5 questions when designing product packaging

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  • April 26, 2017
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There are only a number of things a company can change in order to improve its product. But the decision to change the way a package looks is not always a simple one. More likely than not, the design of a package and whether someone will buy it is based solely on the consumer itself.

Therefore, companies must ask themselves these questions in order to adapt themselves to their consumers:

  1. Who are my consumers?
  2. Do they or should they care about the way the product looks?
  3. Is my product meant to be shown off or tucked away in a cupboard?
  4. Does my consumer want to spend more on my product if it looks better?
  5. What does my product say about my consumer?

These questions are a great way to start finding out the best way for companies to better sell their product. In fact, about two-thirds of consumers try new products based only on the way it looks at a first glance.

Although products are not people, they have just about the same impact on a first impressions as people do. Which is why that first impression is so crucial. Just like people, the product has only a few seconds to sell itself before the consumer moves on to something else and dismisses it.

Most everyone has heard the phrase,

“Don’t judge a book by its cover.”

But the number of people who actually adhere to that advice is minimal.

For products from the cosmetics and the food and beverage industry, the packaging is usually disposed of once opened and used, but that does not dismiss the fact that the package is what made the consumer by it in the first place.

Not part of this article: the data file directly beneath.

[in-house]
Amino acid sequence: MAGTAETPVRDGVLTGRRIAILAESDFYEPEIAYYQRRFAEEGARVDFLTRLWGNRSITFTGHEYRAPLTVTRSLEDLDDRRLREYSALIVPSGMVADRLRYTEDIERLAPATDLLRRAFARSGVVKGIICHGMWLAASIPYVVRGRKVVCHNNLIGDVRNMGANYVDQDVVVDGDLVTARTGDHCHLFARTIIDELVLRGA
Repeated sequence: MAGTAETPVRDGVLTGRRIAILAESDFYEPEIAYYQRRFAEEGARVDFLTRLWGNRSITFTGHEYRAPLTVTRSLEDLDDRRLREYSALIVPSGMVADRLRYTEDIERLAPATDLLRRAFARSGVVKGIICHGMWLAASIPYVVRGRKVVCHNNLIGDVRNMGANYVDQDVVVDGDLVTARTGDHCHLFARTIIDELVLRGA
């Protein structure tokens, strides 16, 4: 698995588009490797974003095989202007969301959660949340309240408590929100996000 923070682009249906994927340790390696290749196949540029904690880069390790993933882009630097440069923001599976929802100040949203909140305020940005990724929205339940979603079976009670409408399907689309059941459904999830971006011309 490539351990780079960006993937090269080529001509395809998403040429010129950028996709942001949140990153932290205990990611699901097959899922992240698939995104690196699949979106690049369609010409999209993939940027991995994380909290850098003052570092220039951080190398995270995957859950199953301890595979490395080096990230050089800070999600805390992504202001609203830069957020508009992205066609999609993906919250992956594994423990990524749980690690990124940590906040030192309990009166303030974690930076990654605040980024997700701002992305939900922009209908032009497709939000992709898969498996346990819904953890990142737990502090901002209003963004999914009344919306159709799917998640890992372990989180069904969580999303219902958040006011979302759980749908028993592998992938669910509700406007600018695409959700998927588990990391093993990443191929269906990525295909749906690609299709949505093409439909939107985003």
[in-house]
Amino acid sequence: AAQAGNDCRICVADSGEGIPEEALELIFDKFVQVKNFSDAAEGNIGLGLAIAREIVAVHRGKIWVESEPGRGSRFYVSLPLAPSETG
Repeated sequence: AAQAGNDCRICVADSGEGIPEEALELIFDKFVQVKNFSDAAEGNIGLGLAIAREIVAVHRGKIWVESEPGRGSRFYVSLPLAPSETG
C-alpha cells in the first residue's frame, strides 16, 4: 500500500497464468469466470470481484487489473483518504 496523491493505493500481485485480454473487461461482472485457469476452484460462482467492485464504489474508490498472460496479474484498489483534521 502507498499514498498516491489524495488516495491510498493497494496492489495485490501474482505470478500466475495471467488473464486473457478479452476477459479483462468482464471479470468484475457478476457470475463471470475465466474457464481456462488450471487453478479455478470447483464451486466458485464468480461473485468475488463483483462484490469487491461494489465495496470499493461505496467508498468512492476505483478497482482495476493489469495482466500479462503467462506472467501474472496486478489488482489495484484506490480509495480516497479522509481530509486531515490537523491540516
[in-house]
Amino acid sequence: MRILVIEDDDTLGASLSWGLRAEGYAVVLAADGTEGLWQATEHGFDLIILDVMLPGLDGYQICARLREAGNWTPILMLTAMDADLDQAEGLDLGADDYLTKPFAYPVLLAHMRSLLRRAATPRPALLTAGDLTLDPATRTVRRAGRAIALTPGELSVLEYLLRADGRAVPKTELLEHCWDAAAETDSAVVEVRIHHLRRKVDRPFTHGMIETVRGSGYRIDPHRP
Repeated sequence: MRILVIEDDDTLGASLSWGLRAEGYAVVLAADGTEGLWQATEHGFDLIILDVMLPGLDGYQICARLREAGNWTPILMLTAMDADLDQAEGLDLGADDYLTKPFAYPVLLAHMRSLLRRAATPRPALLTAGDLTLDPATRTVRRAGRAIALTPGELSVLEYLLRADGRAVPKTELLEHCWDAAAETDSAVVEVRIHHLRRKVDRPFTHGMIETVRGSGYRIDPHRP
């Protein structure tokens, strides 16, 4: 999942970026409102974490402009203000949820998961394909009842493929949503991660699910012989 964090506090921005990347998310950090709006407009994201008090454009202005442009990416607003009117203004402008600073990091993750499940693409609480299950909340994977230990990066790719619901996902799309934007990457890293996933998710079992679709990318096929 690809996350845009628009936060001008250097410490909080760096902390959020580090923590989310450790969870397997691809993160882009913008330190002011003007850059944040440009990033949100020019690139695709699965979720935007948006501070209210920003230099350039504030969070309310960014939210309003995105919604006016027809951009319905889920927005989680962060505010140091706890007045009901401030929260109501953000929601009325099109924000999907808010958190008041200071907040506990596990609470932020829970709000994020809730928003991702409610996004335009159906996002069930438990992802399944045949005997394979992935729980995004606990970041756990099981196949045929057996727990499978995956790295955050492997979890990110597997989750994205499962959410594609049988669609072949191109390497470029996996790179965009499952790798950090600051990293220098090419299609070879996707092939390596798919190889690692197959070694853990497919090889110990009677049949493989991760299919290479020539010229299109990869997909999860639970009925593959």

Consumers are going to gravitate towards products that reflect them as an individual.

If we take the example of a water bottle that is in a row of other water bottles, what is going to make someone buy that one and not another? The contents of the water are all about the same no matter what the company tells you and will have close to the same effect as any other. But, the water bottle is something that that person will be seen with and that they will look at multiple times throughout the course of a day.

And therefore, for example, a water bottle that is made of cardboard instead of plastic could reflect the eco-friendly consumer. The colourful water bottle that has many designs on it could reflect a consumer that is more artsy or fun. The water bottle that isn’t a cylinder is going to be more attracting to the consumer that wants to distinguish themselves from the others. And so on.

And although the consumer does not always consciously make these distinctions, it is still apparent in the fact that if they didn’t, everyone would go for the typical cylindrical water bottle and there wouldn’t exist so many containers for the same product.

This example demonstrates the things that must be considered when wanting to sell a product and how the packaging is not simply a container.

The packaging function by Lascom ties to together all the aspects needed to change your packaging.

The packaging functionality is designed to handle all the requirements and variables associated with a product packaging as well as associated documents. To learn more about Lascom and its solution click here.


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